Fluoxetine Anxiety Medication for Dogs and Cats

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Frequently Asked Questions

Fluoxetine is used to treat separation anxiety, obsessive-compulsive disorders and other behavior problems in pets.

Fluoxetine is for dogs and cats.

  • Treats separation anxiety in pet

  • Helps with obsessive compulsive behaviors like excessive licking in dogs or inappropriate elimination in cats

  • Can help treat aggressive behaviors, too

Fluoxetine increases the effectiveness of the serotonin, a chemical in the nervous system that helps with communication between nerves.

This is a generic medication.

This medication is given orally. It can be given with food to help prevent stomach upset. Always follow the dosage instructions provided by your veterinarian. If you have difficulty giving the medication, contact your veterinarian. Do not suddenly stop giving the medication unless advised by your veterinarian. It should only be given to the pet for which it was prescribed. Do not stop the medication abruptly.

Fluoxetine, by itself, will generally not cure a behavior problem, but will help manage the symptoms. It should be used in combination with techniques to try to change the unwanted behavior. It generally takes several weeks to reach an effective level in the body.

This medication comes in tablet and capsule form.

Fluoxetine Hydrochloride

Fluoxetine should be used in conjunction with techniques to try to change the unwanted behavior. Discuss, in detail, what behavior modification techniques will work on your pet. Also discuss how long the treatment period will be and what type of outcome is expected.

You and your veterinarian should talk about any other treatment options that are recommended for your pet.

Tell your veterinarian if your pet has had seizures, has diabetes or liver disease, may be pregnant, is nursing, or if you intend to breed your pet.

Tell your veterinarian if your pet has had seizures, has diabetes or liver disease, may be pregnant, is nursing, or if you intend to breed your pet.

If you miss a dose, give it as soon as you remember. If it is almost time for the next dose, skip the one you missed and go back to the regular schedule. Do not give two doses at once.

To be most effective, Fluoxetine needs to be used in combination with behavior modification techniques.

Consult your veterinarian before using other medications or tick collars along with Fluoxetine.

Contact your veterinarian immediately if your pet would have a seizure while taking Fluoxetine.

Not for use in animals hypersensitive (allergic) to Fluoxetine, sertraline (Zoloft) or paroxetine (Paxil). The safety of using Fluoxetine in pregnant animals has not been determined. Use with caution in in lactating animals (female animals nursing their young), since the drug enters the breast milk. Do not use in animals with a history of epilepsy or seizures. Use with caution in animals with liver disease and in diabetic animals since Fluoxetine may alter blood sugar levels.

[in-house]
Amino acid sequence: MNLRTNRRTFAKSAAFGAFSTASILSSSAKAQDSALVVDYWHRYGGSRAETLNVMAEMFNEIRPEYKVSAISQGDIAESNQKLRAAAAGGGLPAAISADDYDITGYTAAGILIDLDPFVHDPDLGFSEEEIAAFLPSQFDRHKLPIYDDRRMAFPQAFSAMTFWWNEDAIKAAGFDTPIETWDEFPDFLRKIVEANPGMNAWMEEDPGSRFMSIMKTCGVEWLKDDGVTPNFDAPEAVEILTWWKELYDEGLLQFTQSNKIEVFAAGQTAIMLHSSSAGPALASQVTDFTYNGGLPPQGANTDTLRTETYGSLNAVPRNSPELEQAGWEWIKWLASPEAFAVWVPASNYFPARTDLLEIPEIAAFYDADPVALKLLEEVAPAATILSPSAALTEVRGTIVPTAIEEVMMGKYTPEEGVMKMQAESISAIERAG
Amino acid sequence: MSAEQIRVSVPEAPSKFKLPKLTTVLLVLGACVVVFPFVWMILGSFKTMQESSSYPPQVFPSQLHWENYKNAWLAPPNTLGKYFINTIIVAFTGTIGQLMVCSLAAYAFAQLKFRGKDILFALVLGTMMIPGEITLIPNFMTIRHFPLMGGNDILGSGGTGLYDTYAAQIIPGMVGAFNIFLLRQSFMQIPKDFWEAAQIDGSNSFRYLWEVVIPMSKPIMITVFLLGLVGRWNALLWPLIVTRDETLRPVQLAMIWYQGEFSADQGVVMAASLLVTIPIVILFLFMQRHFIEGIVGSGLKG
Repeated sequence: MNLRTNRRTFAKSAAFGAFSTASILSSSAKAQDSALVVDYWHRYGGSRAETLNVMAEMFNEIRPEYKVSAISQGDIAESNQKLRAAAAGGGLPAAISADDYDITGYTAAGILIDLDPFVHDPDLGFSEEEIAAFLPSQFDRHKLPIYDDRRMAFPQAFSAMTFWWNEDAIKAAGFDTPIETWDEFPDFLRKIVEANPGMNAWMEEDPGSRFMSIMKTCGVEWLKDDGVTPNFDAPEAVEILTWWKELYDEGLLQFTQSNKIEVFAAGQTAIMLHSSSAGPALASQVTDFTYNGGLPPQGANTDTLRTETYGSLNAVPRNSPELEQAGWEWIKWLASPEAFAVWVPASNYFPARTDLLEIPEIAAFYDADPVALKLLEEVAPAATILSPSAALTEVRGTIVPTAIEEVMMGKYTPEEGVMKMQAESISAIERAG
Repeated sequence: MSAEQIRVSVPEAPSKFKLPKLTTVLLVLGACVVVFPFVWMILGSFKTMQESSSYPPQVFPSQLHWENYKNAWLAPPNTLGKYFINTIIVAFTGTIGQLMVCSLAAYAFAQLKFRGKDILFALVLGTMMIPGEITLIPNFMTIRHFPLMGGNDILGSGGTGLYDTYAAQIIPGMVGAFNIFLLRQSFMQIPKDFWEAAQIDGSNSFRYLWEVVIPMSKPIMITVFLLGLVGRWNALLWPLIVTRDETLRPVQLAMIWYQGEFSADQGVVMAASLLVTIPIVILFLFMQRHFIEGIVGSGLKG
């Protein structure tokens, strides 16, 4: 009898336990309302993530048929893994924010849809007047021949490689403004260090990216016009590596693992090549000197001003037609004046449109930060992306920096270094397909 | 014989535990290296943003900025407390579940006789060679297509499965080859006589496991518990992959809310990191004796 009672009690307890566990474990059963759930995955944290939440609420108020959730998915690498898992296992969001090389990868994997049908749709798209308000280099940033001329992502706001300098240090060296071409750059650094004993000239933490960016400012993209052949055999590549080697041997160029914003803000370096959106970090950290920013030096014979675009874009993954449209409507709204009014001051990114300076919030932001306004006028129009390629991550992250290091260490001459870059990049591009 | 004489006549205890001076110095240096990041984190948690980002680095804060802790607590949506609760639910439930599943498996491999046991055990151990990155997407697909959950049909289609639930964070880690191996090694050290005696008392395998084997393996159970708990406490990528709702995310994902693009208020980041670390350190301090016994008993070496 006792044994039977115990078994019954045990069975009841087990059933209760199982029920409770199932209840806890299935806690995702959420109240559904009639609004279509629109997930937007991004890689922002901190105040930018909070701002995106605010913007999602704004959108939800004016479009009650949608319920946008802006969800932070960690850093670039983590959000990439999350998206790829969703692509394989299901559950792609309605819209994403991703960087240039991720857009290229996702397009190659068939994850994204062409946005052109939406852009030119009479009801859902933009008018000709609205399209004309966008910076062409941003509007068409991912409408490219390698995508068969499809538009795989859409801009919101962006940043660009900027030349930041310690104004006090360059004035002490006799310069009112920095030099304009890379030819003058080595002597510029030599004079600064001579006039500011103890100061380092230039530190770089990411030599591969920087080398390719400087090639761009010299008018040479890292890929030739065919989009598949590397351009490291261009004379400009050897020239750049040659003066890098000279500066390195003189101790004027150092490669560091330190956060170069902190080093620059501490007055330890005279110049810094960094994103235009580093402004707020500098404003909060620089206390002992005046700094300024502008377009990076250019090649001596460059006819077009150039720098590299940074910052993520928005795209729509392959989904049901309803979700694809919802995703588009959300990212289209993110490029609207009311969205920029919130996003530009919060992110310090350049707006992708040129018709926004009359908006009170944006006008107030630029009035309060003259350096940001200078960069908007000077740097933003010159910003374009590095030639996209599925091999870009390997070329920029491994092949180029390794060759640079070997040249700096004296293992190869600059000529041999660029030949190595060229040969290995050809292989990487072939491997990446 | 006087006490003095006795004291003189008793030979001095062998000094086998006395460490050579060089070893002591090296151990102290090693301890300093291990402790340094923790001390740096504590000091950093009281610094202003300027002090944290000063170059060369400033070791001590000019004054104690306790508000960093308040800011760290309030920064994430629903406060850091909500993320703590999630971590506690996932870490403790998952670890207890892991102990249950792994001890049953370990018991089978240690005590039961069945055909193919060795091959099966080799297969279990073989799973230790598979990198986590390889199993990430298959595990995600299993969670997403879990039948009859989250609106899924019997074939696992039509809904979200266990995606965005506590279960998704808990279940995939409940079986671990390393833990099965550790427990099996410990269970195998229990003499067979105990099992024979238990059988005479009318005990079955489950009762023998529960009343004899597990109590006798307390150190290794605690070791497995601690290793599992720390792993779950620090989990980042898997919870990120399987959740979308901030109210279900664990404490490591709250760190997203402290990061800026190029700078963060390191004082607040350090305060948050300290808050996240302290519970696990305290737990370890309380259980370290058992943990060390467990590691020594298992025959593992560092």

The most common side effect is loss of appetite, which is usually temporary. Try feeding your pet by hand, offering more flavorful foods, or, for dogs and cats, slightly warming canned foods. If your pet is on a special diet because of a medical condition, consult your veterinarian before changing or adding other foods. Also consult your veterinarian if your pet's appetite does not return to normal.

May also see loss of appetite, weight loss, lethargy, vomiting, shaking, diarrhea, restlessness, excessive vocalization, anxiety, sleep disturbances, hyperactivity, behavior changes and irritability. In dogs may also see panting.

In cats may also see changes in elimination patterns (urinating and defecating). Consult your veterinarian if you notice any of the above side effects. Fluoxetine may cause aggression in some dogs. If this occurs, contact your veterinarian immediately.

In cats may also see changes in elimination patterns (urinating and defecating). Consult your veterinarian if you notice any of the above side effects. Fluoxetine may cause aggression in some dogs. If this occurs, contact your veterinarian immediately.

Store at room temperature in a tight, light-resistant, childproof container. Do not remove the desiccant, if present. Keep out of reach of children and pets.

Should overdose occur, you may see behavior changes, tremors, seizures, or liver disease, with vomiting. If you know or suspect your pet has had an overdose, or if you observe any of these signs in your pet, contact your veterinarian immediately.

Notify your veterinarian of any other medications, including vitamins and supplements, your pet is taking while your pet is receiving Fluoxetine. Do not use with ephedrine or monoamine oxidase inhibitors (MAOIs) such as isoniazid, selegiline (deprenyl, Anipryl) or amitraz (an ingredient in some tick collars, and in Mitaban, a treatment for mange). These products need to be discontinued for 2-5 weeks before Fluoxetine can be safely given. Consult your veterinarian before using other medications or tick collars along with Fluoxetine.

Consult your veterinarian before using Fluoxetine with warfarin, phenylbutazone, and digoxin, L-tryptophan, diazepam (Valium), buspirone, clomipramine (Clomicalm) and other tricyclic antidepressants (such as amitriptyline), or metoclopramide, since interactions may occur.